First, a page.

1. This site uses cookies. By continuing to use this site, you are agreeing to our use of cookies. Learn More.

GCC unifies prices of 140 more medicines

Discussion in 'Health' started by Bonjiek Dakoykoy, Jul 30, 2015.

0/5, 0 votes

  1. Bonjiek Dakoykoy

    Bonjiek Dakoykoy
    Expand Collapse
    New Member

    May 24, 2015
    Likes Received:
    A GCC committee approved prices for an additional 140 medicines yesterday in Doha as part of the ongoing unified procurement plan.

    The new medicines were added to the list of 2,704 approved by the GCC states in February. Initially, 4,263 medicines were suggested to be added in the plan in the second phase and 2,704 of them were approved.

    During the panel meeting, the member states agreed to unify prices of imported medicines, including insurance and shipping costs. The unified price list now has 2,900 medicines under 14 classified groups. Prices have been fixed based on the lowest available in member countries.

    Several GCC states, including Qatar, are reducing prices of medicines following the decision.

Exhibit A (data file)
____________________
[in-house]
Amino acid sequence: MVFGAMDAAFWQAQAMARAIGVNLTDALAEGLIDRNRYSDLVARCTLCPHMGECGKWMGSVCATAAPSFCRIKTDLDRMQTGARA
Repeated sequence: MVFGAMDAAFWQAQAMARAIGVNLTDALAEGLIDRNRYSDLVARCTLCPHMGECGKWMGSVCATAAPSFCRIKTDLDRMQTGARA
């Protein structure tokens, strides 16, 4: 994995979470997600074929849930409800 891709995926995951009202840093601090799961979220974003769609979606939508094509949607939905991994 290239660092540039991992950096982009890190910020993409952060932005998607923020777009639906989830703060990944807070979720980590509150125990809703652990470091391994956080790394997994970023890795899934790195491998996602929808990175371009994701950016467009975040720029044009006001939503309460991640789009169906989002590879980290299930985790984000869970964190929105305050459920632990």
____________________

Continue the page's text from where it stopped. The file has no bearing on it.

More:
As part of the plan, the GCC states issued 16 tenders in 2014 in which 22 government agencies and 657 companies participated. In 2013, the pricing committee completed a study on 14 pharmaceutical groups. The panel will hold the next meeting in Oman in September to decide on adding the remaining 1,419 pharmaceutical products to the list.

    Qatar has implemented unified prices of imported medicines approved at earlier meetings. It witnessed a huge jump in the imports of medicines and pharmaceuticals products last year due to falling prices.

    The imports jumped by 20.5 percent to QR424m in the third quarter (July-September) of 2014 compared to QR352m in the second quarter in the same year, according to the quarterly bulletin on foreign merchandise issued by the Ministry of Development Planning and Statistics in January. The decline in prices is the result of a GCC decision to unify import prices in member countries which took effect in Qatar in the last week of September 2014.

    The Supreme Council of Health (SCH) said 657 drugs for chronic heart, endocrine, muscular, rheumatism, dermatology and digestive system diseases are included in the first phase of unified prices. Prices of several common medicines have fallen by five to 70 percent. The Peninsula

Share This Page